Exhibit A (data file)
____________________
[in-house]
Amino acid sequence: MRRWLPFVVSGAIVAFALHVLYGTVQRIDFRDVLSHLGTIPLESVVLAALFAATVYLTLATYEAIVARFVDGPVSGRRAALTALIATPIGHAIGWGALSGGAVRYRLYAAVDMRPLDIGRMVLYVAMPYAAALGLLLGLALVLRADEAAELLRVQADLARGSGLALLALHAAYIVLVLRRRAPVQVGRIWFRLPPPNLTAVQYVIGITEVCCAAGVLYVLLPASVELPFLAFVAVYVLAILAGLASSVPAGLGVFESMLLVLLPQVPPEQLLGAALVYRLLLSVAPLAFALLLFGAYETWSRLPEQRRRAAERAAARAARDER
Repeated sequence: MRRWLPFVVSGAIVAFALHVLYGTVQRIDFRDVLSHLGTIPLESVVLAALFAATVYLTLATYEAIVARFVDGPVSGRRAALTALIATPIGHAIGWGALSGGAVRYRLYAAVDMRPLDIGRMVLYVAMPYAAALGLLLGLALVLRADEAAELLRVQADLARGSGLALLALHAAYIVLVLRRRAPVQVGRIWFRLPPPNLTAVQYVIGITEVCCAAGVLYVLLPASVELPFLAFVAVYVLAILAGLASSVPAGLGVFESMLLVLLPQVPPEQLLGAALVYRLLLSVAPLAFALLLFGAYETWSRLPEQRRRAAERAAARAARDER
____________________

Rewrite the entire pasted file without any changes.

[in-house]
Amino acid sequence: MRRWLPFVVSGAIVAFALHVLYGTVQRIDFRDVLSHLGTIPLESVVLAALFAATVYLTLATYEAIVARFVDGPVSGRRAALTALIATPIGHAIGWGALSGGAVRYRLYAAVDMRPLDIGRMVLYVAMPYAAALGLLLGLALVLRADEAAELLRVQADLARGSGLALLALHAAYIVLVLRRRAPVQVGRIWFRLPPPNLTAVQYVIGITEVCCAAGVLYVLLPASVELPFLAFVAVYVLAILAGLASSVPAGLGVFESMLLVLLPQVPPEQLLGAALVYRLLLSVAPLAFALLLFGAYETWSRLPEQRRRAAERAAARAARDER
Repeated sequence: MRRWLPFVVSGAIVAFALHVLYGTVQRIDFRDVLSHLGTIPLESVVLAALFAATVYLTLATYEAIVARFVDGPVSGRRAALTALIATPIGHAIGWGALSGGAVRYRLYAAVDMRPLDIGRMVLYVAMPYAAALGLLLGLALVLRADEAAELLRVQADLARGSGLALLALHAAYIVLVLRRRAPVQVGRIWFRLPPPNLTAVQYVIGITEVCCAAGVLYVLLPASVELPFLAFVAVYVLAILAGLASSVPAGLGVFESMLLVLLPQVPPEQLLGAALVYRLLLSVAPLAFALLLFGAYETWSRLPEQRRRAAERAAARAARDER